Taking Patient Advocacy for Cancer Clinical Trials to a New Level
Triple-negative breast cancer survivor Karen Peterson shares a journey of empowerment, survival, and giving back to encourage people of color to participate in cancer clinical trials.
Karen Peterson, a 56-year-old New Yorker, knows about many of the barriers that lead to a low rate of participation by African Americans and other people of color in cancer clinical trials. When her triple-negative breast cancer metastasized, Karen advocated for herself and enrolled in a clinical trial that saved her life.
According to the 2020 Drug Trials Snapshots Summary Report by the U.S. Food and Drug Administration (FDA), only 5 percent of the patients participating in the clinical trials that led to the 18 new oncology drugs approved in 2020 were Black, while 73 percent were White.
Karen hopes to change that disparity by using her experiences to help other cancer patients of color consider participation in clinical trials. After her cancer spread, Karen conducted her own research and sought out multiple medical opinions that ultimately led her to a clinical trial.
“I just needed to feel like I was making an informed decision,” she said. “I know how lucky I am. I had a 4 percent chance of survival and a clinical trial actually saved me. I’m not rich. I don’t have a PhD. I’m self-taught and I want other people of color to know that access to groundbreaking clinical trials and access to science is obtainable.”
Karen shared her story of self-advocacy in the inaugural AACR Cancer Disparities Report. The report provides an extensive overview of the science of cancer health disparities and includes a list of recommendations to advance health equity. One of the report’s calls to action is to create initiatives to increase diversity in cancer clinical trials.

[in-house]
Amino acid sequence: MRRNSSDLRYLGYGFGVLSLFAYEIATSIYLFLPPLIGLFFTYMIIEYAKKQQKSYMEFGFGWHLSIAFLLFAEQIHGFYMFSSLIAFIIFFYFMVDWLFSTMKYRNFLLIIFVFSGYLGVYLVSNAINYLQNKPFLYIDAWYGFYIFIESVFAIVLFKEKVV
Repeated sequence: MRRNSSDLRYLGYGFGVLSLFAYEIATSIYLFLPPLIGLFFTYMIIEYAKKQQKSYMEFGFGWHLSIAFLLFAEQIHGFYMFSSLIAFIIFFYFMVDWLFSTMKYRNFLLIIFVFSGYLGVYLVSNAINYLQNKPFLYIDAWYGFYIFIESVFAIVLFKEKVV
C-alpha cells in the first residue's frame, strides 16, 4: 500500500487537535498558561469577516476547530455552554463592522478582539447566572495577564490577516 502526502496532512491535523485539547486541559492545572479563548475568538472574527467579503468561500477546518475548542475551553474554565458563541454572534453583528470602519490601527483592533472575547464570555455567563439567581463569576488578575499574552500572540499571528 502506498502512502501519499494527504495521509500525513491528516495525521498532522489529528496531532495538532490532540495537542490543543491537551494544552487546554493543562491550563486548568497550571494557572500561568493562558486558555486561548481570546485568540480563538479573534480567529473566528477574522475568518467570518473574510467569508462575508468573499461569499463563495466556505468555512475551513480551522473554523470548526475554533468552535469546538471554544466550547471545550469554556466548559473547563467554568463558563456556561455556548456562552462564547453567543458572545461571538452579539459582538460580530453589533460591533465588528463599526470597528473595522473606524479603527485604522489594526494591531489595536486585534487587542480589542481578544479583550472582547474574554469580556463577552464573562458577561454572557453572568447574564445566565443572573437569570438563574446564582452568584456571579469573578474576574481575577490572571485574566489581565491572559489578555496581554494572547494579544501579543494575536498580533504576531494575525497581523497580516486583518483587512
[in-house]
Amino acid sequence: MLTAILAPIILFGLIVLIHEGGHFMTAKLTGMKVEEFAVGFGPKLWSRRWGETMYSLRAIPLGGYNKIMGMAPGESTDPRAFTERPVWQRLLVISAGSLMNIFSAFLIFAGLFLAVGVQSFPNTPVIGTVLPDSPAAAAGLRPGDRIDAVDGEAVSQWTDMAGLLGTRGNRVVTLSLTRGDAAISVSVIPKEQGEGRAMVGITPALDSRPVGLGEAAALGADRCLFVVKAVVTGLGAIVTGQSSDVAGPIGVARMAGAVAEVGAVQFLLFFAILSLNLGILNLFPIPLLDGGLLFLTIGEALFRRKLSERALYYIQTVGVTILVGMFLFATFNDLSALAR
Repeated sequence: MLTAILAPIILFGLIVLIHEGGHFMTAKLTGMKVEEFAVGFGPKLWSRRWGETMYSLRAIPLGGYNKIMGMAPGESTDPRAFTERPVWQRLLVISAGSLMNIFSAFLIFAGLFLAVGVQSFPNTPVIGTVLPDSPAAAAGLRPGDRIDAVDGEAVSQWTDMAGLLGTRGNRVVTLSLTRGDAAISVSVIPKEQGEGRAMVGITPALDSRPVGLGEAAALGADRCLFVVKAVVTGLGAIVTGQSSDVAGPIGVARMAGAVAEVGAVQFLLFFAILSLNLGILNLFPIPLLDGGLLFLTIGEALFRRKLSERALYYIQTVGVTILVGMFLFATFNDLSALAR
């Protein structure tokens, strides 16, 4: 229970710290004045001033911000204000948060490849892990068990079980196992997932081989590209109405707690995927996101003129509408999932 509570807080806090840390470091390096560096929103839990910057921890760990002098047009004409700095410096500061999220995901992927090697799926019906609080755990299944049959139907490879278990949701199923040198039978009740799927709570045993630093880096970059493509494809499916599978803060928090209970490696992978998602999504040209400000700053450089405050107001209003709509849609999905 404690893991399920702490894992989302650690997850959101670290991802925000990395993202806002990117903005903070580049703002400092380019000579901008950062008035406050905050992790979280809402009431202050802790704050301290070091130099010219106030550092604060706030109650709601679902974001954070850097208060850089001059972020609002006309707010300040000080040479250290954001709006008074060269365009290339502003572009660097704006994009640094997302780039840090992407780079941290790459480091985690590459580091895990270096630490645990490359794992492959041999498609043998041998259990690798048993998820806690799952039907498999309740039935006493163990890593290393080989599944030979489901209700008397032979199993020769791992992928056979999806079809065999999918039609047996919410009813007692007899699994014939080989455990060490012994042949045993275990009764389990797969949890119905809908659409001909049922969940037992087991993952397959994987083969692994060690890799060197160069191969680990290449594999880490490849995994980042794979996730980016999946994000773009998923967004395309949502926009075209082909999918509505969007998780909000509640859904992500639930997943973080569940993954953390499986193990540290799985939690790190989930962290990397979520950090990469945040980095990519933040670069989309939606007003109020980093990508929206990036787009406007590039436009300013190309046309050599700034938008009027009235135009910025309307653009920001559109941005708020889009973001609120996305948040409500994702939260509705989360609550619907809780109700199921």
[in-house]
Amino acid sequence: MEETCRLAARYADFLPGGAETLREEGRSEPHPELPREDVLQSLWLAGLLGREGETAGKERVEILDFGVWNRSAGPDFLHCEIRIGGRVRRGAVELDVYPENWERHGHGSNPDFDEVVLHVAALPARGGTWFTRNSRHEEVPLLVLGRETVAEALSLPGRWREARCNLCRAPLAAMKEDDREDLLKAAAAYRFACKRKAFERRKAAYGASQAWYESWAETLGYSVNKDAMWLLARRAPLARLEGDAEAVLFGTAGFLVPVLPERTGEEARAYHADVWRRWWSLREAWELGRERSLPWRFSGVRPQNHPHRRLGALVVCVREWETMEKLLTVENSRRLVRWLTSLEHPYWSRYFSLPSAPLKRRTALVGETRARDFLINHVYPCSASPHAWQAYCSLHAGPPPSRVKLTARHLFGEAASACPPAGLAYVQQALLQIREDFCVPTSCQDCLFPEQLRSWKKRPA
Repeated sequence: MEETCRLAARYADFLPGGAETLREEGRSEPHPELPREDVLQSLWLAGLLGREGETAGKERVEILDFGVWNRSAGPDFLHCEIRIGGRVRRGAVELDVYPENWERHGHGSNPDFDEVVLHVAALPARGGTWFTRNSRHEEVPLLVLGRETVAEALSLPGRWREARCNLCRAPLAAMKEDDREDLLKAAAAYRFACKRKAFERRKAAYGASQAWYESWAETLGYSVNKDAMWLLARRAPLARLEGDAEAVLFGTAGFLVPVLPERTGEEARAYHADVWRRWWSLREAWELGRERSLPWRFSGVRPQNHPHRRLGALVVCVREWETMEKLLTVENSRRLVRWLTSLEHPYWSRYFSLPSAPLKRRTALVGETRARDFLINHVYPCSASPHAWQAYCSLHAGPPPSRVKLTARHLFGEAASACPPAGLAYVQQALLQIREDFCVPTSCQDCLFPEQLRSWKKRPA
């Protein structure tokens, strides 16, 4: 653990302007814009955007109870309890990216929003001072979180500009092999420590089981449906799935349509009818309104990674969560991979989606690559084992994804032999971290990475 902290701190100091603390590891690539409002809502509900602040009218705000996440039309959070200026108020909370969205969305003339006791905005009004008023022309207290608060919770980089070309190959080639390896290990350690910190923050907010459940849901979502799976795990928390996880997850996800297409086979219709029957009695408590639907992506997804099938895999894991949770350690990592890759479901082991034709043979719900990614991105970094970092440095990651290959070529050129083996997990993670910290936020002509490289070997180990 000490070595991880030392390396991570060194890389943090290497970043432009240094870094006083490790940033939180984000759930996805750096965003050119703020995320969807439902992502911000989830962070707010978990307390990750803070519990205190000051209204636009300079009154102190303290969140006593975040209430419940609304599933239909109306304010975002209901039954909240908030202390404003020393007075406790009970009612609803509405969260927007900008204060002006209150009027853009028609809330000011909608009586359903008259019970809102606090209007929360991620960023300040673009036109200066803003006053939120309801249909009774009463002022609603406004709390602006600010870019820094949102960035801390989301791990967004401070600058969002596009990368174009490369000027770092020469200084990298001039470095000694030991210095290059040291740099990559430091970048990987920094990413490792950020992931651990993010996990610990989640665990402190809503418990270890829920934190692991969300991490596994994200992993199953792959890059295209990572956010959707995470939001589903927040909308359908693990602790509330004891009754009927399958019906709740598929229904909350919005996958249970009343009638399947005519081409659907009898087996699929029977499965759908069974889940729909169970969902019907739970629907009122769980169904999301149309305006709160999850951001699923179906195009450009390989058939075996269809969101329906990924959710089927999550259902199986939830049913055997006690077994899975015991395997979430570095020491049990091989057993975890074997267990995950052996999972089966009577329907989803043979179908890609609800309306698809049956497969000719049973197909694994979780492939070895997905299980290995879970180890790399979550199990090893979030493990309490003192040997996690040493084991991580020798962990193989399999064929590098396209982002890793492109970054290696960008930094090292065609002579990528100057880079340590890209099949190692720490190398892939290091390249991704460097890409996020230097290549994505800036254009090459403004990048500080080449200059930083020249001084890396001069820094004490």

Today, Karen is working toward that goal as well.
She just completed a 2021 Blue Ridge Labs @ Robin Hood Fellowship. Fellows in the program work with residents of underserved neighborhoods in New York to create initiatives that address community needs. With that support, Karen co-founded Karen’s Club, a web-based initiative that offers one-on-one counseling for cancer patients of color to meet with patient advocates, who are also people of color and who have been through the clinical trials experience.
“In communities of color, there is a lot of fear and mistrust about clinical trials because of the previous medical crimes and atrocities that have happened to us,” she said. “It’s very important to have people from our community, who speak our language and who have been through it, to have rich, vulnerable, and honest conversations.”
Karen has been open in sharing her breast cancer experience with her three nieces. As she reflects on her journey and her path to survival, she is thankful that she is still here to give her own family members advice and help guide other patients of color.
“When I was attempting to get into a clinical trial, I can remember thinking that I want to stay alive. I want to see my family members graduate. I want to see them walk down the aisle. I want to be there for their milestones,” said Karen.
“I want others to be able to have the same outcome. So that is why I am going to keep on doing what I do.”
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